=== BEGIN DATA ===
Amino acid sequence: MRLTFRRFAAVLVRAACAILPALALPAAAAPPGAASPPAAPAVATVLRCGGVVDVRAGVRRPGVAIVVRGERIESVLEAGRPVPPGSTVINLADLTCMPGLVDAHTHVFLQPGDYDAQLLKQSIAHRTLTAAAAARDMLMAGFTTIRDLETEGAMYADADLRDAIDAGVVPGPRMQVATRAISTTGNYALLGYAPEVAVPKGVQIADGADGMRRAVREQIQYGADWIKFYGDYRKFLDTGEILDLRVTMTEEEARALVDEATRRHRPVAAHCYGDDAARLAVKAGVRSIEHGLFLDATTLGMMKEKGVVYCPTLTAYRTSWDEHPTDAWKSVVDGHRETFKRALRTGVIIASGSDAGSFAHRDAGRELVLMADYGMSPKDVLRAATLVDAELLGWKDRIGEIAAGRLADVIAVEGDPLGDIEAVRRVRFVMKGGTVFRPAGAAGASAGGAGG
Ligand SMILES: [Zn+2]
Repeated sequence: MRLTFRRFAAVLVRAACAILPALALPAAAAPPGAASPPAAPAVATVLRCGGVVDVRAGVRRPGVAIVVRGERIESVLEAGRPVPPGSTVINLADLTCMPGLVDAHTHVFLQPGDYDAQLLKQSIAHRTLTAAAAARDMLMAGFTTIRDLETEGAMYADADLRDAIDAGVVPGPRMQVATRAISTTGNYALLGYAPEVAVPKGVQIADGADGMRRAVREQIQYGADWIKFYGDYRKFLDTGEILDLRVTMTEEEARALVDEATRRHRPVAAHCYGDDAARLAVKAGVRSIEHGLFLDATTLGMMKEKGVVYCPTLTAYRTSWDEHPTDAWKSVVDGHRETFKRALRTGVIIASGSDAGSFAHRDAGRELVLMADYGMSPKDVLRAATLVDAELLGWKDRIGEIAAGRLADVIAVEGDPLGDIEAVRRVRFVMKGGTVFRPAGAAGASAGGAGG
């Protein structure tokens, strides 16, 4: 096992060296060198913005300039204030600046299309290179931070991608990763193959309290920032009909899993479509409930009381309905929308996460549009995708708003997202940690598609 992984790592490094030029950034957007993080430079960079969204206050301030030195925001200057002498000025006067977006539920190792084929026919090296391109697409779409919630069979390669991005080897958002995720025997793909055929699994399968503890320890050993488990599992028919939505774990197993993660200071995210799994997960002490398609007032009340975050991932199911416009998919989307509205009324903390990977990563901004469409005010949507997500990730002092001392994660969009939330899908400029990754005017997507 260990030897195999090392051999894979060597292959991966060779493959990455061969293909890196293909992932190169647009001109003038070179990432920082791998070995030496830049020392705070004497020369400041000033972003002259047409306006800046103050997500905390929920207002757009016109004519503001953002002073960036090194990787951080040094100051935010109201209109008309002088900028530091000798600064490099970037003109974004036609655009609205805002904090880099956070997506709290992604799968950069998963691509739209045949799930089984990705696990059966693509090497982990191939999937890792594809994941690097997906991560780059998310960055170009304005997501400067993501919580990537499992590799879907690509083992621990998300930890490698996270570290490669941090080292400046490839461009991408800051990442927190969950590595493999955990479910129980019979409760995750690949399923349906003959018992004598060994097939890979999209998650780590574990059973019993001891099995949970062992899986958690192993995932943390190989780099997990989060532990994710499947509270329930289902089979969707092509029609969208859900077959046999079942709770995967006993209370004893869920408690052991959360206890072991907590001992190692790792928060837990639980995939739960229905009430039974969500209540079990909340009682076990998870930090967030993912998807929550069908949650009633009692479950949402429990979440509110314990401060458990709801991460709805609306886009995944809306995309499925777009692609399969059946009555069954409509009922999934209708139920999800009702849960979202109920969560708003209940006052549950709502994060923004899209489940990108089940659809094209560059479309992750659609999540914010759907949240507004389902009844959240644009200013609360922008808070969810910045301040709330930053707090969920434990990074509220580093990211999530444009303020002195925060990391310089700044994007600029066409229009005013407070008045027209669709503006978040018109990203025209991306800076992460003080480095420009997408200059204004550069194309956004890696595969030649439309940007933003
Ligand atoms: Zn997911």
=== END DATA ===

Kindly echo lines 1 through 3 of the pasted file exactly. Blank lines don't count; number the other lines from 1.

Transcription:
Amino acid sequence: MRLTFRRFAAVLVRAACAILPALALPAAAAPPGAASPPAAPAVATVLRCGGVVDVRAGVRRPGVAIVVRGERIESVLEAGRPVPPGSTVINLADLTCMPGLVDAHTHVFLQPGDYDAQLLKQSIAHRTLTAAAAARDMLMAGFTTIRDLETEGAMYADADLRDAIDAGVVPGPRMQVATRAISTTGNYALLGYAPEVAVPKGVQIADGADGMRRAVREQIQYGADWIKFYGDYRKFLDTGEILDLRVTMTEEEARALVDEATRRHRPVAAHCYGDDAARLAVKAGVRSIEHGLFLDATTLGMMKEKGVVYCPTLTAYRTSWDEHPTDAWKSVVDGHRETFKRALRTGVIIASGSDAGSFAHRDAGRELVLMADYGMSPKDVLRAATLVDAELLGWKDRIGEIAAGRLADVIAVEGDPLGDIEAVRRVRFVMKGGTVFRPAGAAGASAGGAGG
Ligand SMILES: [Zn+2]
Repeated sequence: MRLTFRRFAAVLVRAACAILPALALPAAAAPPGAASPPAAPAVATVLRCGGVVDVRAGVRRPGVAIVVRGERIESVLEAGRPVPPGSTVINLADLTCMPGLVDAHTHVFLQPGDYDAQLLKQSIAHRTLTAAAAARDMLMAGFTTIRDLETEGAMYADADLRDAIDAGVVPGPRMQVATRAISTTGNYALLGYAPEVAVPKGVQIADGADGMRRAVREQIQYGADWIKFYGDYRKFLDTGEILDLRVTMTEEEARALVDEATRRHRPVAAHCYGDDAARLAVKAGVRSIEHGLFLDATTLGMMKEKGVVYCPTLTAYRTSWDEHPTDAWKSVVDGHRETFKRALRTGVIIASGSDAGSFAHRDAGRELVLMADYGMSPKDVLRAATLVDAELLGWKDRIGEIAAGRLADVIAVEGDPLGDIEAVRRVRFVMKGGTVFRPAGAAGASAGGAGG